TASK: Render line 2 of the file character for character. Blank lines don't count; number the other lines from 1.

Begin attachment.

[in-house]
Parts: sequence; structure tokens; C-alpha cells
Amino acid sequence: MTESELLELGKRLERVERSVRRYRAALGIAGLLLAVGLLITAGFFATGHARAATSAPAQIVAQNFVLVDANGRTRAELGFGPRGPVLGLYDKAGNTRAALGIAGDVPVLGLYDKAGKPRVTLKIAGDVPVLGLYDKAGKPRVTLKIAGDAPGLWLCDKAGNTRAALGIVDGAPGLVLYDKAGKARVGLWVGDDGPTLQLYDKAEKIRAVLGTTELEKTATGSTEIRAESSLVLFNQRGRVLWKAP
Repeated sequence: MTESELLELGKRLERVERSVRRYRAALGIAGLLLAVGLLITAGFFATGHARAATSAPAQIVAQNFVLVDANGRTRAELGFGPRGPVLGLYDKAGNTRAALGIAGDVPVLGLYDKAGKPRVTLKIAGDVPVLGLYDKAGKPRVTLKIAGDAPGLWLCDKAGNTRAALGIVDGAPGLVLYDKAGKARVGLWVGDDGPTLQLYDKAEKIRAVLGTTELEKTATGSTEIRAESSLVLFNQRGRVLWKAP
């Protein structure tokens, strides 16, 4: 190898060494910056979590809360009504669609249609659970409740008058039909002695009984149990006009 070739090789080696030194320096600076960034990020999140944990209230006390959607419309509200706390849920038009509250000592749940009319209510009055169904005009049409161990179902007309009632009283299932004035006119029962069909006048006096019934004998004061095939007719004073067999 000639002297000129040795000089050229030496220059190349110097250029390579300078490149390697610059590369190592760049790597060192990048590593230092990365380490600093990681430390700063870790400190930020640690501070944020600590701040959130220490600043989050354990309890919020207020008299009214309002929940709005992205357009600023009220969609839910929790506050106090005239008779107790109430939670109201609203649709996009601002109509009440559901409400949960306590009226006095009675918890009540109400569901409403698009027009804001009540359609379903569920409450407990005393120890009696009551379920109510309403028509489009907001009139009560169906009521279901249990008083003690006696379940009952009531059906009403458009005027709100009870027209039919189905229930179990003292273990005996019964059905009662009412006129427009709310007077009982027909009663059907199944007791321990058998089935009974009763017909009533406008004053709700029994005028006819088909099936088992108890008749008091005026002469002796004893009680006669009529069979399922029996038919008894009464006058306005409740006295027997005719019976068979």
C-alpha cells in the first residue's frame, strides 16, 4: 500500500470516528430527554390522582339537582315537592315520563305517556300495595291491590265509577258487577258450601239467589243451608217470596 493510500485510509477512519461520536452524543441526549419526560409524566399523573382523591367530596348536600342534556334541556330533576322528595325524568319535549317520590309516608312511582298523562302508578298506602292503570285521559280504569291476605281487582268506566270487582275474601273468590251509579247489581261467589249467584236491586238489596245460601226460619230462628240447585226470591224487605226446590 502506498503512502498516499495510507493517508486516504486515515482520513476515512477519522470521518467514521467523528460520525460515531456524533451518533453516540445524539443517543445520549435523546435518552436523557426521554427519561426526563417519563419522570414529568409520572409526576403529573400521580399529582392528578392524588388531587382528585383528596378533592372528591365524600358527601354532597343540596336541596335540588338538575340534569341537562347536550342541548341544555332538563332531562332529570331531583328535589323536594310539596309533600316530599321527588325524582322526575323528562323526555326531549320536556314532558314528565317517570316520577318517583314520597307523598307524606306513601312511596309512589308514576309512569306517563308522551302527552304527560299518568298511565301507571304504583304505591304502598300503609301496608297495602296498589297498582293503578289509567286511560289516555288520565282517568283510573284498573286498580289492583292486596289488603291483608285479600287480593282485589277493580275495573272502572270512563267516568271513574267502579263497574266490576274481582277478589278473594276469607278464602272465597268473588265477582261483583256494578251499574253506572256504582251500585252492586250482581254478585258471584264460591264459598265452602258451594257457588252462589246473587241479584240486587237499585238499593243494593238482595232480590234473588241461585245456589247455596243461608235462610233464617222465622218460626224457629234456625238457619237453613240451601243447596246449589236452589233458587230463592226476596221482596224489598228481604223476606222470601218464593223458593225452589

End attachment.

Parts: sequence; structure tokens; C-alpha cells